Although a formula can be understood purely in mathematical terms, sometimes it is difficult to conceptualise its nature. So I'll explain it through a metaphor. Suppose we have two large bodies, situated in space (imagine two planets but without the star). Both have gravity because of their mass and therefore act as attractors in relation to each other. Suppose further each of them is surrounded by a medium which, due to the gravity, gets denser as we get closer to the surface (something like water - from steam to an ever denser liquid). Since they float in space we can play the outside observer and see both as moving, or we can see one or the other as being stationary and the other moving. Let's remain with the latter view and let us call the "stationary" body Ref, the other Res. Res is drawn towards Ref because of gravity, hence the closer it gets the greater the speed. But the closer it gets the denser the medium which tends to act against the acceleration induced by the forces of gravity. There are three possible outcomes, depending on the angle at which Res moves towards Ref. If the angle is within a relatively small range from the vertical, Res will close in and eventually end up on the surface of Ref. Increase the angle and there comes a point when Res will get closer but then the medium becomes sufficiently dense for Res to be deflected away from Ref. The result is that Res will glance off, skip back into space for a certain distance until gravity has slowed it down again and causes it to turn back, until it hits the dense region once again, makes it skip off until it is being pulled back by gravity, returns, and so on and so on. The result is an oscillating trajectory, with Res never escaping into space but never hitting the surface of Ref either. Increase the angle further and the continuous movement away from and back to Ref will occur too, but now the trajectory is no longer regular but becomes erratic. Given that in actuality both bodies, Ref and Res, are moving, either one of the three outcomes is possible at any given time during approach. In the algorithm Ref becomes the reference value, Res is the resident value, and the main purpose of the formula is to change the size of the resident value until it ends up as the reference value. If we let the resident value adopt a series of numbers (the reference value remaining "stationary" for the time being), the graph depicting the results from the algorithm will either show a convergence with the reference value, or an oscillation in relation to the reference, or a seemingly random fluctuation. We can term the reference value an attractor, and, depending on the outcome, we have a stable attractor (convergence), or a periodic attractor (oscillation), or a strange one (fluctuation). Every element in each matrix node acts as an attractor at some time, and the target is the equivalent element in the next node. The outcomes (within their own possible range of variance) configure the node overall, and at the next level of complexity determine the degree of affinity between the two nodes. From the nodes we get to clusters of nodes and then to domains, their respective states standing for the re-representative quality in relation to the input. The algorithm is part of the feedback loop in this chaotic system.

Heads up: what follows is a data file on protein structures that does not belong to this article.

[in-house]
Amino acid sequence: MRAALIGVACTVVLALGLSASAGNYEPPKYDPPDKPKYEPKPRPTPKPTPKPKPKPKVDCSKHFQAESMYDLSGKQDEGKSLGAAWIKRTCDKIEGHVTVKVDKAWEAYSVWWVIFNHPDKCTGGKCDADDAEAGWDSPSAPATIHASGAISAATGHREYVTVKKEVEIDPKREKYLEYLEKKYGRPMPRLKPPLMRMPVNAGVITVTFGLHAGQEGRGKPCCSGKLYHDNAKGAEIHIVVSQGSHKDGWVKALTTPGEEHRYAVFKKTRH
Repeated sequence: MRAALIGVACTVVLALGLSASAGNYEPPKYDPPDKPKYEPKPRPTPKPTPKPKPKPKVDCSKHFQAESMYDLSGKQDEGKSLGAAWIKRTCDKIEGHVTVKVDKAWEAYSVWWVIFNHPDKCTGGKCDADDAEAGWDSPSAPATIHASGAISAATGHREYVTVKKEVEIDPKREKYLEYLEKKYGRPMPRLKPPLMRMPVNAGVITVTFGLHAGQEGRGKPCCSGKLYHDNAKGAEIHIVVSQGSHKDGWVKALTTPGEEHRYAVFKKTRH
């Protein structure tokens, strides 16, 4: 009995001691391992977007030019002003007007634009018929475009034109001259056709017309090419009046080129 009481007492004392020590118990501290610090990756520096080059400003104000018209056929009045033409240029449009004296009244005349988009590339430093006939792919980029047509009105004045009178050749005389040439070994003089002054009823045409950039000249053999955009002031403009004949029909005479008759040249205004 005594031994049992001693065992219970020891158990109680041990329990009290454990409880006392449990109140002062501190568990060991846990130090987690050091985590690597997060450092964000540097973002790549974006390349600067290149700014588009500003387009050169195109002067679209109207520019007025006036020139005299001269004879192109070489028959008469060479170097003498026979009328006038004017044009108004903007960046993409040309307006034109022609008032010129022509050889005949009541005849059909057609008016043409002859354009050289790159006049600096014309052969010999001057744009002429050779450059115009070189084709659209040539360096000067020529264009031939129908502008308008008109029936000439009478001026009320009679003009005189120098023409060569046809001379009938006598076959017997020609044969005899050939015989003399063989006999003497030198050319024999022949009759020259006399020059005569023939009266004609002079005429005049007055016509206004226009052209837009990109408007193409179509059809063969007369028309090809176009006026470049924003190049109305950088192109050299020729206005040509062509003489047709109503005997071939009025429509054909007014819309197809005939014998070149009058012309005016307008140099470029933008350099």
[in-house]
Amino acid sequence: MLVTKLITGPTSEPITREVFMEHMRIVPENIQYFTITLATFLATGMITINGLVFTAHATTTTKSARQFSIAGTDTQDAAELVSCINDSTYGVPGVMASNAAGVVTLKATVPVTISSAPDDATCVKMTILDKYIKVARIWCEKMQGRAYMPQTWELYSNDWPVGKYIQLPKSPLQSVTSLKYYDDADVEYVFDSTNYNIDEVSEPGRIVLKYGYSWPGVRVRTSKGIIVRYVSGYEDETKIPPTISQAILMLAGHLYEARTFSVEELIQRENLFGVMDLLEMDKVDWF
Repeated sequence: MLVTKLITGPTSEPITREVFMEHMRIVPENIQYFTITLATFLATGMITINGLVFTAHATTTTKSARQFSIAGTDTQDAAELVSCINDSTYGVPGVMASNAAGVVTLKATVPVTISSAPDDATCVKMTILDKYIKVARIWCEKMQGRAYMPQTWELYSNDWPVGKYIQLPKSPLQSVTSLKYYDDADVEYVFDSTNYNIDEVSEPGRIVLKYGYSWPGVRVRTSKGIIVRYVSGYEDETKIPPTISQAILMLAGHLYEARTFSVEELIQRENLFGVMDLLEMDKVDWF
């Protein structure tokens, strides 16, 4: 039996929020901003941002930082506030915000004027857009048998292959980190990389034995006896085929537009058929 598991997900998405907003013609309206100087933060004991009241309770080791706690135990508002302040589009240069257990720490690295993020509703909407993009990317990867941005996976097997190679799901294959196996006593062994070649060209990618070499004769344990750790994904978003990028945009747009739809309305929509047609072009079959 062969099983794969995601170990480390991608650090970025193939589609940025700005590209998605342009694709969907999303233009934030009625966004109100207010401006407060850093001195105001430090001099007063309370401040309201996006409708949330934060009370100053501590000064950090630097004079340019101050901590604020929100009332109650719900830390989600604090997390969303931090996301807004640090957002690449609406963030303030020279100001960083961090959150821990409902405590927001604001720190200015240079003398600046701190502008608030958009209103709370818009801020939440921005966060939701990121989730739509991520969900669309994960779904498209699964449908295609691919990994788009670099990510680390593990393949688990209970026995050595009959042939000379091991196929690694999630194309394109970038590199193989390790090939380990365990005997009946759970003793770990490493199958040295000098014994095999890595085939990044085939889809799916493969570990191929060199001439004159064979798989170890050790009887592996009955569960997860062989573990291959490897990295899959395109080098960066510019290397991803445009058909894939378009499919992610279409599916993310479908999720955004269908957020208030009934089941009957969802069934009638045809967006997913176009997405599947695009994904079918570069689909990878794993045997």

The prototype program is written for DOS. Are there more sophisticated versions available?